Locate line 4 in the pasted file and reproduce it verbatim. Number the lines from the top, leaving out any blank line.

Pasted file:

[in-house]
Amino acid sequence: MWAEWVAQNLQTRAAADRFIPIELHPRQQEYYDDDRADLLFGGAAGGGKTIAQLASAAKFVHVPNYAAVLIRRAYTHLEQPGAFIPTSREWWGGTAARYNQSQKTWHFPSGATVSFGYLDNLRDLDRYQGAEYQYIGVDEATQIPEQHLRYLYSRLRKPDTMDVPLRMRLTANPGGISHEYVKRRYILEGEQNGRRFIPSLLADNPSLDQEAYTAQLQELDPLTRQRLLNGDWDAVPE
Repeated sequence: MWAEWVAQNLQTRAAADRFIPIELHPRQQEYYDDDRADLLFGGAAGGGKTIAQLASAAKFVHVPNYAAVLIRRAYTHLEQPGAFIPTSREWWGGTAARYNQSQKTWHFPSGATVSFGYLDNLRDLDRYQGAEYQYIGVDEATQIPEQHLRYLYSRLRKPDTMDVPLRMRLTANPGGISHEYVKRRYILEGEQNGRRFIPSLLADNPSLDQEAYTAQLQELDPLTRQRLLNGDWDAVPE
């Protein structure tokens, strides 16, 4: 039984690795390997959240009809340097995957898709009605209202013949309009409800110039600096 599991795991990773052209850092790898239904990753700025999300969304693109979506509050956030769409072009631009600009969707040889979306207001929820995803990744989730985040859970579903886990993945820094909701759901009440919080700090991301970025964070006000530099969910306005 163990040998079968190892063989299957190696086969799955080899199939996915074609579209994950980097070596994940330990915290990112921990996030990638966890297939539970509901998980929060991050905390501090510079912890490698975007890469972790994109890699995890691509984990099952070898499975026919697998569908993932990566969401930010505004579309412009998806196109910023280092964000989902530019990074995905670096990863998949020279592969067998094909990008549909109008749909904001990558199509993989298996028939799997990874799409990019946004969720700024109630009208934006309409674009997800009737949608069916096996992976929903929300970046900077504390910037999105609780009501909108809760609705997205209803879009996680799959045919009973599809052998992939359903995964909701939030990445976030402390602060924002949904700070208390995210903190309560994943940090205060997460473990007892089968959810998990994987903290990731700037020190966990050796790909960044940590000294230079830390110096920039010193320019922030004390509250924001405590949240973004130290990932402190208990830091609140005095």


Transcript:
């Protein structure tokens, strides 16, 4: 039984690795390997959240009809340097995957898709009605209202013949309009409800110039600096 599991795991990773052209850092790898239904990753700025999300969304693109979506509050956030769409072009631009600009969707040889979306207001929820995803990744989730985040859970579903886990993945820094909701759901009440919080700090991301970025964070006000530099969910306005 163990040998079968190892063989299957190696086969799955080899199939996915074609579209994950980097070596994940330990915290990112921990996030990638966890297939539970509901998980929060991050905390501090510079912890490698975007890469972790994109890699995890691509984990099952070898499975026919697998569908993932990566969401930010505004579309412009998806196109910023280092964000989902530019990074995905670096990863998949020279592969067998094909990008549909109008749909904001990558199509993989298996028939799997990874799409990019946004969720700024109630009208934006309409674009997800009737949608069916096996992976929903929300970046900077504390910037999105609780009501909108809760609705997205209803879009996680799959045919009973599809052998992939359903995964909701939030990445976030402390602060924002949904700070208390995210903190309560994943940090205060997460473990007892089968959810998990994987903290990731700037020190966990050796790909960044940590000294230079830390110096920039010193320019922030004390509250924001405590949240973004130290990932402190208990830091609140005095």